With 900-some bands playing this year's Music Marathon, you are never going to see all of them. Or even half of them. Or even a quarter of them. But 26 of them? One for each letter of the alphabet? Well, that you can do. And here's how we recommend you go about doing it.
Another offshoot of Dan Deacon's Wham City collective, one-man party band Adventure tweaks 8-bit twee with gothic undertones. Remarkable in its strange pairing — even more so in person, where he and his live band go batshit crazy without losing sight of the music at hand.
It sounds like a flute winding through Beat Connection's synth-surf exploration "Silver Screen." And this guy singing, the kid from Seattle? He sounds a little like Peter Gabriel. We think this might be the closest thing we'll ever get to Vampire Weekend doing chillwave.
On the occasion you get turned down by the cute girl at Cake Shop, the bummed-out pop ("Girls on Medication"), hopeful longing ("Teflon Heart"), and Spector-indebted dreaminess ("The NJ Turnpike") of Caged Animals make them the band you'll want to go see while licking your wounds. Chin up, champ.
DUM DUM GIRLS
As headliners of Bowery Ballroom's big Friday night spectacle, Dum Dum Girls don't need much press backing, but Only in Dreams sees girl-group ringleader Dee-Dee as the first of her many, many peers to step beyond the genre's kitschy woe-is-me emotional state and make something genuinely affecting.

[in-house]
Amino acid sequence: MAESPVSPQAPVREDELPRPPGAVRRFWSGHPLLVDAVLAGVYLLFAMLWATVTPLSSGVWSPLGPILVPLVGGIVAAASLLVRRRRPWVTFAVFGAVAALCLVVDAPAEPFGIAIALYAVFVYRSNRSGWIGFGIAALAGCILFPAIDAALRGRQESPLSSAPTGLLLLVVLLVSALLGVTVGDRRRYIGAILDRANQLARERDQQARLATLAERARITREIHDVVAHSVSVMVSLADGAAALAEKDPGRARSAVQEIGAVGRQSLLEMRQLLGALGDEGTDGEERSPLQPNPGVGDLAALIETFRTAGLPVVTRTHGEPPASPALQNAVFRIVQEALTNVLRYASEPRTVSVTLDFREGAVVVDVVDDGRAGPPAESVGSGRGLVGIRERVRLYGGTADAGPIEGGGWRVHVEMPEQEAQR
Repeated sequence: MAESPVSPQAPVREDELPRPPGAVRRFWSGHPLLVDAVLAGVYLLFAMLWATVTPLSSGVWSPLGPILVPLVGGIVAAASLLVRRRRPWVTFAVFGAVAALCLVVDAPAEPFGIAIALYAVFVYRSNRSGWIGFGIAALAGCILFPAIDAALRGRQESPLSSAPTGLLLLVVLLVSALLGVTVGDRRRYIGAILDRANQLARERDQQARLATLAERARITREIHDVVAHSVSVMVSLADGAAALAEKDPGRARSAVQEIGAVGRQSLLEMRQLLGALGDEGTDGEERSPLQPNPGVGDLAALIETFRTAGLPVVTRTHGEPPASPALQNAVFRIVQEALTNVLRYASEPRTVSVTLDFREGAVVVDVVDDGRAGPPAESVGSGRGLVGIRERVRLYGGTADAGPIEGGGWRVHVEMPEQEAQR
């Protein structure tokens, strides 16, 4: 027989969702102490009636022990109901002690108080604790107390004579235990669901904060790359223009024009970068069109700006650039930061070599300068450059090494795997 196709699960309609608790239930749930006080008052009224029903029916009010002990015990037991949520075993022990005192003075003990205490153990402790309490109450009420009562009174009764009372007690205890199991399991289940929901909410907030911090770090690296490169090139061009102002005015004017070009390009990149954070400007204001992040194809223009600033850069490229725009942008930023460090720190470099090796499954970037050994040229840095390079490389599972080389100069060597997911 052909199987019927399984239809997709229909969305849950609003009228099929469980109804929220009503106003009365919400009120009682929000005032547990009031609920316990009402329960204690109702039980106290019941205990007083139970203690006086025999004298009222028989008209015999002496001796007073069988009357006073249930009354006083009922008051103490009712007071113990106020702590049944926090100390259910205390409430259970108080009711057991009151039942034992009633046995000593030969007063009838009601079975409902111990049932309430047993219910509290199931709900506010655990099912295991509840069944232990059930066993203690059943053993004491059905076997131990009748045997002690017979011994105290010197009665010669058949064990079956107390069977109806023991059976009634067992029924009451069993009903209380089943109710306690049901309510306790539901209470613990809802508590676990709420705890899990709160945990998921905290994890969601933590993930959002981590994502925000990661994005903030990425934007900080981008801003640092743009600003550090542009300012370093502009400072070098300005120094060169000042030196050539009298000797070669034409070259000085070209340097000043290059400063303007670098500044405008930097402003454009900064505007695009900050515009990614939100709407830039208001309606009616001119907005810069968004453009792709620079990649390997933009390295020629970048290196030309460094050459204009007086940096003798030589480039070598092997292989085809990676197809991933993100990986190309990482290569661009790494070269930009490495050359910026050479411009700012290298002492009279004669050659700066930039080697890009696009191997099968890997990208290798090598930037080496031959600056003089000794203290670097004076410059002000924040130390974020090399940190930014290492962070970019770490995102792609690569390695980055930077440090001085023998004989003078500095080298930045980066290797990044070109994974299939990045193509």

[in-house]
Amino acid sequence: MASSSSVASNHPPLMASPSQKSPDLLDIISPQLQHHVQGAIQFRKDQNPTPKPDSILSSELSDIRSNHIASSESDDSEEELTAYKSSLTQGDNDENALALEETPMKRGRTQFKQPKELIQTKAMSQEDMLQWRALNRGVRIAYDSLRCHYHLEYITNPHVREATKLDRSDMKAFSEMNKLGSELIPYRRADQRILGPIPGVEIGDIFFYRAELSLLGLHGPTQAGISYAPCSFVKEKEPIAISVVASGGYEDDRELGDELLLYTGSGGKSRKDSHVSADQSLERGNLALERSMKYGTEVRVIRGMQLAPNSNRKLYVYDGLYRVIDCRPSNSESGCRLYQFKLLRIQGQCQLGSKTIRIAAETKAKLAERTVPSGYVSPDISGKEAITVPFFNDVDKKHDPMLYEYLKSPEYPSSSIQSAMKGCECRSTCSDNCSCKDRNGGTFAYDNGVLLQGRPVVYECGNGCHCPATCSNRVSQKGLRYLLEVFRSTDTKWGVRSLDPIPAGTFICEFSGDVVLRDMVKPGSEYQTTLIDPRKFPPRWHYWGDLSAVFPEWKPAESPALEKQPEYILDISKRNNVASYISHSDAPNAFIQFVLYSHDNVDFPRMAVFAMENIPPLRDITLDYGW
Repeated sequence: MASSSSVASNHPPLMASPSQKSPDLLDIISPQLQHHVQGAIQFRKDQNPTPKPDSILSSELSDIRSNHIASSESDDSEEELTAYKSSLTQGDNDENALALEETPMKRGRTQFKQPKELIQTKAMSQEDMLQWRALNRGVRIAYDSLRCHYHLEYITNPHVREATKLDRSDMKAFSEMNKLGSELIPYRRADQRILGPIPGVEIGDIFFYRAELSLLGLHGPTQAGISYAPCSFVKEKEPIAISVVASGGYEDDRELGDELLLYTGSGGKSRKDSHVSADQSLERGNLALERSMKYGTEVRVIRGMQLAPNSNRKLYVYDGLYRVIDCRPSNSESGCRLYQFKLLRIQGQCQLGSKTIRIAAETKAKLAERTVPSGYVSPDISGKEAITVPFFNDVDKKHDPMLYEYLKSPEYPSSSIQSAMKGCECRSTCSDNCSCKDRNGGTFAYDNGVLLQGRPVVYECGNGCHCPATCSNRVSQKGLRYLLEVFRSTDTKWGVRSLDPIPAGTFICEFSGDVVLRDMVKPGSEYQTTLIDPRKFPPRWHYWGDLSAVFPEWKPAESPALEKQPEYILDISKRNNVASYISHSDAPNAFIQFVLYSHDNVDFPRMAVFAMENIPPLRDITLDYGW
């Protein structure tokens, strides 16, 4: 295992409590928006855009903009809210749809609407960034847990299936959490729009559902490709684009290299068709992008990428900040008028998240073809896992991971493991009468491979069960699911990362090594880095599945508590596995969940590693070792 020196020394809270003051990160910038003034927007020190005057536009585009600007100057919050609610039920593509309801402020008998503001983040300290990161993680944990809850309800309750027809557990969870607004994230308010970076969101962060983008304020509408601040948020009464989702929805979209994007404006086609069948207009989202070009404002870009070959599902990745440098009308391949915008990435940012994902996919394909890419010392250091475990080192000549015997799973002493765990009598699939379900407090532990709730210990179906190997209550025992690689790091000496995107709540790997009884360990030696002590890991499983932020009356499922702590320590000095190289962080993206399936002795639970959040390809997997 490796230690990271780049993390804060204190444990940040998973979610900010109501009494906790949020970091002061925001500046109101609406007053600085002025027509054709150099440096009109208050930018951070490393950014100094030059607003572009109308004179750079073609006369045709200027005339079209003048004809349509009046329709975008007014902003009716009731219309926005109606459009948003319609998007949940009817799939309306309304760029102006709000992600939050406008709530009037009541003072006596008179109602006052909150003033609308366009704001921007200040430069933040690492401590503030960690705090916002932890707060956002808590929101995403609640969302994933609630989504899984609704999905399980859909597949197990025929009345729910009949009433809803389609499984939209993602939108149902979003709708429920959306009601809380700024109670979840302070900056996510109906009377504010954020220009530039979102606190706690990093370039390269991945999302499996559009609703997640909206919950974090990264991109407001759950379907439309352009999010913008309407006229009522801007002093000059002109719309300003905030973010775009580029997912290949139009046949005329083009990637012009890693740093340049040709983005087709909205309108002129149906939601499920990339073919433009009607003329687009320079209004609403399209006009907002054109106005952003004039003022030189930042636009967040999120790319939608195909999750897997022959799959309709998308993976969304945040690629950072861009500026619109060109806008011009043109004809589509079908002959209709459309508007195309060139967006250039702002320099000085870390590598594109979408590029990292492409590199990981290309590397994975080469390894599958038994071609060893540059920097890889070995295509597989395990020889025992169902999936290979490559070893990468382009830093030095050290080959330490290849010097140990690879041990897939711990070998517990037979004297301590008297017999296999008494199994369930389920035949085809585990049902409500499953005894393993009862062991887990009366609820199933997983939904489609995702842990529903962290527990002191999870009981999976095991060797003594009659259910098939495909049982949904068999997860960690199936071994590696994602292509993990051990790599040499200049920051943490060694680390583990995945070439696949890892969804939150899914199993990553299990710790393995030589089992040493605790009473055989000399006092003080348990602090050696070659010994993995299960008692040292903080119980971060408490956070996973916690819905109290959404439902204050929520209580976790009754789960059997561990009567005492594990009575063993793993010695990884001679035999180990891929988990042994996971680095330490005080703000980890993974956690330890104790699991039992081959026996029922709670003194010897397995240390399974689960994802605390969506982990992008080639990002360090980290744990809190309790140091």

Seeing Ms. Erika M. Anderson deadpan the lyric "Fuck California, you made me boring" while pointing two fingers at her head in a gun-like salute barely scratches the surface of dramatics involved in her live show, a juxtaposition between nervous stage banter and emotional carnage. Promise you this: If her throaty, whisper-to-a-scream vocals are in full effect, it will not be a performance you soon forget.
FACES ON FILM
When The Shins played Bowery Ballroom last month, Faces on Film came from Boston to open. Needless to say, they're a band that knows a thing or two about craft, scaling back Fleet Foxes/Band of Horses/Morning Benders-sized melodies with noir-ish tones for a more introverted strain of indie.
Sam McGarrigle's Gross Magic will make its NYC debut opening for labelmates Yuck this week, then stick around for few days to play a smattering of CMJ shows. The Brighton-based pop collagist does for the late 80s-early 90s what the Smith Westerns have done for the late 60s-early 70s. His Teen Jamz EP tackles detachment, sneer and mighty hooks. Think ELO and Mellow Gold-era Beck filtered through whatever drugs Ariel Pink is doing these days.
Update: Gross Magic has canceled all CMJ tour dates.
Heavy-hitting, jittery post-punk whose loudly chanting female-male singers remind you, amidst all the keyboards you'll hear this weekend, how good it sounds for someone to scream at you.
There's a timeless quality to Idiot Glee's LP, yet it's clearly a product that only a kid with a laptop could make in the modern age: glitch pop meets a 50s barbershop quartet, minus three people, might be the best way to describe it.
To do CMJ right, you should seek out a verifiable indie-rock legend to use as a benchmark for judging the billions of upstart bands you'll see during the week. For that, there's J Mascis, his guitar, and his hair, headlining the Sub Pop/Hardly Art party at Mercury Lounge on Thursday night. For everything else, we guess there's the Jacuzzi Boys?
And speaking of those billions of upstart bands, Southeast Londoner Archy Marshall — formerly operating under the name Zoo Kid, now as King Krule, still looking like Archie from the comics — has all the markings to be one of the festival's biggest breakouts: the so-cool elusiveness of not being listed on the official lineup, an EP coming next month via True Panther, a sudden spell of Pitchfork love, a Fader Fort appearance on Friday, and a secret warehouse show on Saturday.